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What the US could learn from developing countries about healthcare

An expensive but broken centrifuge, an essential medical device for malaria and HIV diagnosis, found itself being used as a doorstop at a health clinic in rural Uganda. Necessary spare parts were unavailable and unaffordable. A professor of bioengineering, visiting from the United States, decided to brainstorm the problem.

Inspired by the whirligig, a children’s toy with a disc that spins when a person pulls on strings that pass though the center, Manu Prakash developed the “paperfuge,” achieving speeds of up to 125,000 revolutions per minute (RPM). Blood samples are applied to its polymer-based paper disc, which is then spun, separating the various blood cell types ready for analysis. The cost for this solution … a whopping 20 cents!

All too often healthcare in the developed world follows the mantra “more is better,” particularly more tests and more expensive equipment and facilities. This may help patients feel they are getting the best service but does it provide optimal healthcare? Doesn’t “more is better” guarantee the creation of an entrenched healthcare culture, mired in self-interest and increasingly resistant to change?

Given the chance to design a healthcare service from scratch today, would anyone (other than those with a vested interest in the current structure) come up with anything like the American system? Perhaps we can learn from societies that are creating a healthcare system largely from scratch? Developing countries in sub-Saharan Africa may be resource poor (hence the centrifuge doorstop) but they are reinventing healthcare every day.

The twin engines for this revolution are innovation born of necessity and mobile phones. In a classic case of technological “leapfrogging,” sub-Saharan Africa is eschewing the infrastructure-heavy version of healthcare with which we’re all familiar and going straight to a mobile health (mHealth) model. More than half a billion people across Africa have mobile phones. Nearly half of those are smartphones, a number that has doubled in the last two years. A 2016 report from the GSM Association (representing the global mobile phone industry) observed that more than 1,200 mobile health initiatives had been deployed in Africa.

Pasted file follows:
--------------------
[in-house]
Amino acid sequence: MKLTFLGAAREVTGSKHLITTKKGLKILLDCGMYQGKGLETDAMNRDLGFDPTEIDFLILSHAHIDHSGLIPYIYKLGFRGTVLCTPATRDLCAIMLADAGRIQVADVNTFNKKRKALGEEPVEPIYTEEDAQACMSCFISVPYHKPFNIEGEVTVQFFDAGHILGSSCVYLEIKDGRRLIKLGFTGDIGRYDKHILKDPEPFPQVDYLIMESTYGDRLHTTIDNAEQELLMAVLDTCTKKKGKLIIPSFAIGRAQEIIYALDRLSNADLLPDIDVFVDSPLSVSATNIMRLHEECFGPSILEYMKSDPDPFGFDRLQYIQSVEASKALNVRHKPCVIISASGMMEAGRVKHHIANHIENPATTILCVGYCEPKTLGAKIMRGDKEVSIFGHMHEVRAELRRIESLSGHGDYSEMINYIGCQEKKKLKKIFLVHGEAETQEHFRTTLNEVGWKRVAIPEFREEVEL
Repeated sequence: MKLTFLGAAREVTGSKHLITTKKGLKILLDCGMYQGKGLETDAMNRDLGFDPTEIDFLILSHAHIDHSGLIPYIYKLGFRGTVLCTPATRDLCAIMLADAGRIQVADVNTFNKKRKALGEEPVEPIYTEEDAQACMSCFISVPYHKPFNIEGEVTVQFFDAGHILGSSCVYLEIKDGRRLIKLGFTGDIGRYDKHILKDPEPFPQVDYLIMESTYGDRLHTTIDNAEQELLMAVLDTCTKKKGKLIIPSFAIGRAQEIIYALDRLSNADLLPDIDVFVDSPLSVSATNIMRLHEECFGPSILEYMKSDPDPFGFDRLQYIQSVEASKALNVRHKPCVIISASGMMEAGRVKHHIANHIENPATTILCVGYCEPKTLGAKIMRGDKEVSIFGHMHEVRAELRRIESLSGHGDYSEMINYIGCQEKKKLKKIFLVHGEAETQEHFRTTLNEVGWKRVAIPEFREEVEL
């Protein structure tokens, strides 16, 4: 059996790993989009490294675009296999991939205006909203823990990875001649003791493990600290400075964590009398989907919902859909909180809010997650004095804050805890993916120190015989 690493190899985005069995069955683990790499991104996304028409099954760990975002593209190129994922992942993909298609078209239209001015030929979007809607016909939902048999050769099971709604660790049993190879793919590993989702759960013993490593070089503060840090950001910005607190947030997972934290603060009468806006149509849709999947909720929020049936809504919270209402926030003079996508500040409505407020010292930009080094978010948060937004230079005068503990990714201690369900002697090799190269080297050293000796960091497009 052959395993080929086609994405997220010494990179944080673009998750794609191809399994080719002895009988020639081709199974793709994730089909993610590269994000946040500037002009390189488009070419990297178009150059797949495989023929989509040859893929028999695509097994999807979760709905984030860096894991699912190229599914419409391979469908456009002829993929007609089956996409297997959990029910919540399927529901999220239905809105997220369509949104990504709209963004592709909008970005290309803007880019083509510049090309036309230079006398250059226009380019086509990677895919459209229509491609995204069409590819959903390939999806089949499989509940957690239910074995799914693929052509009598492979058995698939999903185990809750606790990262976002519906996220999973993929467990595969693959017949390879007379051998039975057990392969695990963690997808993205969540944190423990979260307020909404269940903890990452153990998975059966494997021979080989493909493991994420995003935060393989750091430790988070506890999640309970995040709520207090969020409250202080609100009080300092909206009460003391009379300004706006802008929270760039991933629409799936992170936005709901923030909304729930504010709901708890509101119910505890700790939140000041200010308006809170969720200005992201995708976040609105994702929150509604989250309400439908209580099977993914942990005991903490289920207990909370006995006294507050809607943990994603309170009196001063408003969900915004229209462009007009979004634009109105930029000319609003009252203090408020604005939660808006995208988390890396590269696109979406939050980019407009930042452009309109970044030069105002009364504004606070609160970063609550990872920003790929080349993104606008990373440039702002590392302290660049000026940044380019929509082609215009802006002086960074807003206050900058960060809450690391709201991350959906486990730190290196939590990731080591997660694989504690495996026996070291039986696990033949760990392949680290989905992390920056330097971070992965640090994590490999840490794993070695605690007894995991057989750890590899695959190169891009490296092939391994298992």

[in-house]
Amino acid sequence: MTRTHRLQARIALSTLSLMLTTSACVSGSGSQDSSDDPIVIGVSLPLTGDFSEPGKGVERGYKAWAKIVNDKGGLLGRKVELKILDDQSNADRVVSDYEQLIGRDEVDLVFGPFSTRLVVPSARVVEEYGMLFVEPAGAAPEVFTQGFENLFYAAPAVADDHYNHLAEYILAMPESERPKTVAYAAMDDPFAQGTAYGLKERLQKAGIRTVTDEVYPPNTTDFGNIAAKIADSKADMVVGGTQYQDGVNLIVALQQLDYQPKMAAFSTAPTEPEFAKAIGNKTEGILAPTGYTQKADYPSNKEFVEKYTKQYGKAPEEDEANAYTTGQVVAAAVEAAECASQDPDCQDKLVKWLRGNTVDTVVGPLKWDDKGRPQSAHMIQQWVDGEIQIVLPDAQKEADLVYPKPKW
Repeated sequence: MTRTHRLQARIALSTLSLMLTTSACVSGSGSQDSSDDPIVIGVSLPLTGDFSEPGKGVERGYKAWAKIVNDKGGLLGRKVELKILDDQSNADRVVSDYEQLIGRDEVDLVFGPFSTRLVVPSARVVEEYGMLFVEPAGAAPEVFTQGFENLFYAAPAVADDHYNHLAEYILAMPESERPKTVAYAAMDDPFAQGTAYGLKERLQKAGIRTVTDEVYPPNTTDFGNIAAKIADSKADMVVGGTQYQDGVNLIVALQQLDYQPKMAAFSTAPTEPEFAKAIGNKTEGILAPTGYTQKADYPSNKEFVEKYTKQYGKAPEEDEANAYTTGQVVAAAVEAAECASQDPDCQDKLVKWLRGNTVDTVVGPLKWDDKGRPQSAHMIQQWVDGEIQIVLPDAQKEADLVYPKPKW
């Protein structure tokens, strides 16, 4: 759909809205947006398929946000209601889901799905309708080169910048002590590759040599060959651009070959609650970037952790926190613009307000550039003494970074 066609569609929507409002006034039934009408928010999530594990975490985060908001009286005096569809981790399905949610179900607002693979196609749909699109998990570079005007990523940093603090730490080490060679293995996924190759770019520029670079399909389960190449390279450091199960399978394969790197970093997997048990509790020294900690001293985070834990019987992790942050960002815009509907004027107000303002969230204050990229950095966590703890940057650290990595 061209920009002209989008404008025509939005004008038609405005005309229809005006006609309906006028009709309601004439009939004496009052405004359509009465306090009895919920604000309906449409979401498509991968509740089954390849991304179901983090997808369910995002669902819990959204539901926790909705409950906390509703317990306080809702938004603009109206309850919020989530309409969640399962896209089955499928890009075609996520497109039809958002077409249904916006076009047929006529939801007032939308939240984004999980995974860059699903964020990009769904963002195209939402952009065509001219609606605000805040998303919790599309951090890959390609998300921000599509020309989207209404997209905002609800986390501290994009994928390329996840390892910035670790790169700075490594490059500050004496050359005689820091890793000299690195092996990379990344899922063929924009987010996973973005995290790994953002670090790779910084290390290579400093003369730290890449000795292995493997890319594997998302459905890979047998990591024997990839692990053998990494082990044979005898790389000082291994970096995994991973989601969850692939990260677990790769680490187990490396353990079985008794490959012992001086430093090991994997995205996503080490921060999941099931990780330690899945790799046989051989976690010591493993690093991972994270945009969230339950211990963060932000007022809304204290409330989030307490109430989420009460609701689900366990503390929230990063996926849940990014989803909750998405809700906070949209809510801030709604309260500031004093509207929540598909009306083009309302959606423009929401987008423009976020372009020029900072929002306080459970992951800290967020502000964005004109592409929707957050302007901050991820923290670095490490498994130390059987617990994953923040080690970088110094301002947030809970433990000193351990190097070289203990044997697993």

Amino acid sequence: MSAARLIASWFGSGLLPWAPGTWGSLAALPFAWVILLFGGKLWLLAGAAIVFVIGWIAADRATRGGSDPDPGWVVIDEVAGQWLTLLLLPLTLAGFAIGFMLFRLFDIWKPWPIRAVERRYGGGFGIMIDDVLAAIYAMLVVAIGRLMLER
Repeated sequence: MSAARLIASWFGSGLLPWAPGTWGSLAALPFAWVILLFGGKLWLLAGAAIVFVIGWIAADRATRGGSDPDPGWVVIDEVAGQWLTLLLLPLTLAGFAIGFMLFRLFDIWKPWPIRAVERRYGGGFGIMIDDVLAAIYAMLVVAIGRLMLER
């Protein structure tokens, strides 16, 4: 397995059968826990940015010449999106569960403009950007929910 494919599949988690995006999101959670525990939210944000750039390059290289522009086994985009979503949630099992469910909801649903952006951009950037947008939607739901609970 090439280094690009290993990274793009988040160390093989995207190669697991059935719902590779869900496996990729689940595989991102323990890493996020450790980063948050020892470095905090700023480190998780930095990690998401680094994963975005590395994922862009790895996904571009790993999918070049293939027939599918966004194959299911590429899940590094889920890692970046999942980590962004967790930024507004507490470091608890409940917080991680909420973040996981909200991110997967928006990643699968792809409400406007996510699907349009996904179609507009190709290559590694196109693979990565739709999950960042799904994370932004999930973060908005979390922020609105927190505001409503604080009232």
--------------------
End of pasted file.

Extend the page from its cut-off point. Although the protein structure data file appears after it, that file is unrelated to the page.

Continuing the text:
Smartphones are being used as diagnostic tools for a wide variety of diseases and conditions, as well as for maintaining electronic health records and tracking epidemic outbreaks. Algorithm-based treatment apps enable healthcare professionals to deliver individual therapy that also decreases inappropriate antibiotic use. Patients and the wider public receive follow-up information and educational programs for family planning, malaria prevention, and many more health issues.

The infrastructure to support these mobile phones, and particularly the move to smartphones, is being developed because there is a demand. Solar-powered data transmission networks and AC power supply systems will soon make mHealth an everyday reality. This is complemented by the ‘frugal science’ approach that Manu Prakash has developed in his Stanford lab, designing solutions for resource-constrained environments based upon the old saying, “What a fool can do for a dollar, an engineer can do for a nickel.”

Prior to the paperfuge, Prakash developed the Foldscope, an origami-based microscope using the same polymer-based paper as the paperfuge and capable of detecting micro-organisms. Other projects currently under development in Prakash’s lab include a microfluidic device for diagnostic testing based on the mechanism of a child’s music box. Before we add more layers of technology, administration, and even patient care to the American healthcare onion perhaps we would be better off looking to see what we might learn from those creating a truly modern healthcare system.

Nowhere are the phrases “less is more” and “keep it simple, stupid” more instructive than in healthcare development in resource poor environments. The developed world might do well to look and learn.